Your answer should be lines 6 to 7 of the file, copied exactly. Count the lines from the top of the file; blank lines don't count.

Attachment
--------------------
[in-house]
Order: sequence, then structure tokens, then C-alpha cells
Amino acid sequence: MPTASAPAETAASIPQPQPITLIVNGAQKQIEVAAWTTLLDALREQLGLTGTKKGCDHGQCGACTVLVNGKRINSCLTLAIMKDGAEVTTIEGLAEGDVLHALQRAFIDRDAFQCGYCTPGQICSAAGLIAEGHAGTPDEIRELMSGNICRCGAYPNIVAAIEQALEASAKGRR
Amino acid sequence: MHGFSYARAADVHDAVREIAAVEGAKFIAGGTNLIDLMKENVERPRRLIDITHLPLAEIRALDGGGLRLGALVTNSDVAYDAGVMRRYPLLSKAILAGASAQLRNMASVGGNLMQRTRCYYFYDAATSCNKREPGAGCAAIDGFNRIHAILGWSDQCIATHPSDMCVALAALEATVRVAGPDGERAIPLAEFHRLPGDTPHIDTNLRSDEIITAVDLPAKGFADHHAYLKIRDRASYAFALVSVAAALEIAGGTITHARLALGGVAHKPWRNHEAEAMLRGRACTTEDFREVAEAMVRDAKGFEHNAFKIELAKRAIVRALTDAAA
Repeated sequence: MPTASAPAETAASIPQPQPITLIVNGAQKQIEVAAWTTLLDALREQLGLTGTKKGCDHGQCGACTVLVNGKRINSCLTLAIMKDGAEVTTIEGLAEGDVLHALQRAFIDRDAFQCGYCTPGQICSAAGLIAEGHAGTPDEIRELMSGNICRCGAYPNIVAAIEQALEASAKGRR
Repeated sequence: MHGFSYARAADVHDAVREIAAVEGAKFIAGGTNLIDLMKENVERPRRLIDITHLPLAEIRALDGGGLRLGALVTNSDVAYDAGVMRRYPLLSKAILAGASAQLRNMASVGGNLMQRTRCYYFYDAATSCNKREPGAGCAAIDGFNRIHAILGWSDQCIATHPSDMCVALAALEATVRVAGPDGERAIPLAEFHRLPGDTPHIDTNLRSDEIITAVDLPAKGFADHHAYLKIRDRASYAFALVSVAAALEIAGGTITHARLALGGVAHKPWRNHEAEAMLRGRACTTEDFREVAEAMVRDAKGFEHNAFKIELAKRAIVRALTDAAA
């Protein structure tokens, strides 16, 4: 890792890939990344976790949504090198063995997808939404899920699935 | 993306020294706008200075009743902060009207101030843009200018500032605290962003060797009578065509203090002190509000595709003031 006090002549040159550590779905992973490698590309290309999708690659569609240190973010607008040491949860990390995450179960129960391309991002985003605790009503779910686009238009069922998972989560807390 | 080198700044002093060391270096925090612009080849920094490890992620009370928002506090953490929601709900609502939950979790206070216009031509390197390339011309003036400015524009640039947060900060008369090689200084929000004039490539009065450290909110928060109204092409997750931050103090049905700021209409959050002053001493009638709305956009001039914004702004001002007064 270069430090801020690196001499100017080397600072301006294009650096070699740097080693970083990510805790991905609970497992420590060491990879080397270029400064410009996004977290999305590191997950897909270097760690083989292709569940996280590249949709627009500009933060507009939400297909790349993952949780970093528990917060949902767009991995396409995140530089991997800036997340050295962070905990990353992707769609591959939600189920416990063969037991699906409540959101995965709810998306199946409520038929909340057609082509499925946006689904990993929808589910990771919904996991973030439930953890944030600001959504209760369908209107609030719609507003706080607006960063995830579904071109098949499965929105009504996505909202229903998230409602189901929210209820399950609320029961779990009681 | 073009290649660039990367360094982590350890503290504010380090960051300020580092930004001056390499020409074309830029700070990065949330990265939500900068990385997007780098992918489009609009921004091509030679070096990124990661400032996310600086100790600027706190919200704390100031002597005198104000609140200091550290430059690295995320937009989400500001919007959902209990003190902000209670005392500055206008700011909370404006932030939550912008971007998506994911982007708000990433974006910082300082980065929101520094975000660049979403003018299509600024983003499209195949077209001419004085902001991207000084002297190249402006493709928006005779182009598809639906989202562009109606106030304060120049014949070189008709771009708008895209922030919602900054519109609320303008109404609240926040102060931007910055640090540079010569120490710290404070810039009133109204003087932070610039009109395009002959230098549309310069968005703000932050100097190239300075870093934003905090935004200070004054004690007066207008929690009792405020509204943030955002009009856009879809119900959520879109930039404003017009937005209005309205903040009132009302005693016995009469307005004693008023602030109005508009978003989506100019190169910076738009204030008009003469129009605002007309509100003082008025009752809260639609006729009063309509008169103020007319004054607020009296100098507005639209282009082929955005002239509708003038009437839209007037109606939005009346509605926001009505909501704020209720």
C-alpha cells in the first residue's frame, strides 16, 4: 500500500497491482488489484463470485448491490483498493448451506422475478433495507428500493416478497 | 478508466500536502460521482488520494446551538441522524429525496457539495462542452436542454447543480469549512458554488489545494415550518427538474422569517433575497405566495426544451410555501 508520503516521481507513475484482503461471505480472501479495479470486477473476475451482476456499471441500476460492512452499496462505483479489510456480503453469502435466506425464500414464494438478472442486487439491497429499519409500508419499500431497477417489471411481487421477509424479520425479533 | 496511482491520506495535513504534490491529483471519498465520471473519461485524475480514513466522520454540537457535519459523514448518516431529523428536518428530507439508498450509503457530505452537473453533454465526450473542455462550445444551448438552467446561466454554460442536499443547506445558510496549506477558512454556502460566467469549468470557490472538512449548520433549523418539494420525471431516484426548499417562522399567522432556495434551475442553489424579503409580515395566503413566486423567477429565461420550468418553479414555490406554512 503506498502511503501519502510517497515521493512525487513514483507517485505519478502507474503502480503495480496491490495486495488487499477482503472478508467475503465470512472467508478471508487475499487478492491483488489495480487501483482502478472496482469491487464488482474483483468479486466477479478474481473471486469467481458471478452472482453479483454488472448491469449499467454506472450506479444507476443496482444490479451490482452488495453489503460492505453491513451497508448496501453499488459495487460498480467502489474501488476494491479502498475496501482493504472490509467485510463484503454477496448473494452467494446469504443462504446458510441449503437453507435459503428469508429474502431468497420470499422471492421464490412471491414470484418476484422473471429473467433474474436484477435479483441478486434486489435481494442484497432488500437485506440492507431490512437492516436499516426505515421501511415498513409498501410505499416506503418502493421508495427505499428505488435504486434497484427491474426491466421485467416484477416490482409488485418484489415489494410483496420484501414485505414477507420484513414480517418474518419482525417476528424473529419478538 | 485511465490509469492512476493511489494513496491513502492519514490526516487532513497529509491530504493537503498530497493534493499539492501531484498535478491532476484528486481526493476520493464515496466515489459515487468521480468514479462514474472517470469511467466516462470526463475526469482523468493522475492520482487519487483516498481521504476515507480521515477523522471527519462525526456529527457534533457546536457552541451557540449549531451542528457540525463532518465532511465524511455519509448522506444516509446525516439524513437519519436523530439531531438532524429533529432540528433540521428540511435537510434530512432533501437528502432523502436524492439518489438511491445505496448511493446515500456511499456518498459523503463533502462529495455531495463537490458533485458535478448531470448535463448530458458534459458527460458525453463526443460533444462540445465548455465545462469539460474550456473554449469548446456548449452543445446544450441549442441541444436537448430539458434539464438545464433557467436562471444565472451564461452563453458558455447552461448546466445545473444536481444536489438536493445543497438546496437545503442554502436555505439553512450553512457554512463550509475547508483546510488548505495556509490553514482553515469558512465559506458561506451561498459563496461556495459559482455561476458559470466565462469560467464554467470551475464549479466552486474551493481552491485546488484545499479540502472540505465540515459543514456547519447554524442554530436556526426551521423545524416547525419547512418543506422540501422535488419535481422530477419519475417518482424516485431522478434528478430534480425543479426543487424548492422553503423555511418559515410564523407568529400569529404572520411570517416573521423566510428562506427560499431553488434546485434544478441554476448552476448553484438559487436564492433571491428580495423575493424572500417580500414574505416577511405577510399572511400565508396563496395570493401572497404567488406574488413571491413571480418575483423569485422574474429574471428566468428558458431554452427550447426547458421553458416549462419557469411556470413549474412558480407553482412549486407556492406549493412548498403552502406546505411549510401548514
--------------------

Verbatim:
Repeated sequence: MHGFSYARAADVHDAVREIAAVEGAKFIAGGTNLIDLMKENVERPRRLIDITHLPLAEIRALDGGGLRLGALVTNSDVAYDAGVMRRYPLLSKAILAGASAQLRNMASVGGNLMQRTRCYYFYDAATSCNKREPGAGCAAIDGFNRIHAILGWSDQCIATHPSDMCVALAALEATVRVAGPDGERAIPLAEFHRLPGDTPHIDTNLRSDEIITAVDLPAKGFADHHAYLKIRDRASYAFALVSVAAALEIAGGTITHARLALGGVAHKPWRNHEAEAMLRGRACTTEDFREVAEAMVRDAKGFEHNAFKIELAKRAIVRALTDAAA
């Protein structure tokens, strides 16, 4: 890792890939990344976790949504090198063995997808939404899920699935 | 993306020294706008200075009743902060009207101030843009200018500032605290962003060797009578065509203090002190509000595709003031 006090002549040159550590779905992973490698590309290309999708690659569609240190973010607008040491949860990390995450179960129960391309991002985003605790009503779910686009238009069922998972989560807390 | 080198700044002093060391270096925090612009080849920094490890992620009370928002506090953490929601709900609502939950979790206070216009031509390197390339011309003036400015524009640039947060900060008369090689200084929000004039490539009065450290909110928060109204092409997750931050103090049905700021209409959050002053001493009638709305956009001039914004702004001002007064 270069430090801020690196001499100017080397600072301006294009650096070699740097080693970083990510805790991905609970497992420590060491990879080397270029400064410009996004977290999305590191997950897909270097760690083989292709569940996280590249949709627009500009933060507009939400297909790349993952949780970093528990917060949902767009991995396409995140530089991997800036997340050295962070905990990353992707769609591959939600189920416990063969037991699906409540959101995965709810998306199946409520038929909340057609082509499925946006689904990993929808589910990771919904996991973030439930953890944030600001959504209760369908209107609030719609507003706080607006960063995830579904071109098949499965929105009504996505909202229903998230409602189901929210209820399950609320029961779990009681 | 073009290649660039990367360094982590350890503290504010380090960051300020580092930004001056390499020409074309830029700070990065949330990265939500900068990385997007780098992918489009609009921004091509030679070096990124990661400032996310600086100790600027706190919200704390100031002597005198104000609140200091550290430059690295995320937009989400500001919007959902209990003190902000209670005392500055206008700011909370404006932030939550912008971007998506994911982007708000990433974006910082300082980065929101520094975000660049979403003018299509600024983003499209195949077209001419004085902001991207000084002297190249402006493709928006005779182009598809639906989202562009109606106030304060120049014949070189008709771009708008895209922030919602900054519109609320303008109404609240926040102060931007910055640090540079010569120490710290404070810039009133109204003087932070610039009109395009002959230098549309310069968005703000932050100097190239300075870093934003905090935004200070004054004690007066207008929690009792405020509204943030955002009009856009879809119900959520879109930039404003017009937005209005309205903040009132009302005693016995009469307005004693008023602030109005508009978003989506100019190169910076738009204030008009003469129009605002007309509100003082008025009752809260639609006729009063309509008169103020007319004054607020009296100098507005639209282009082929955005002239509708003038009437839209007037109606939005009346509605926001009505909501704020209720």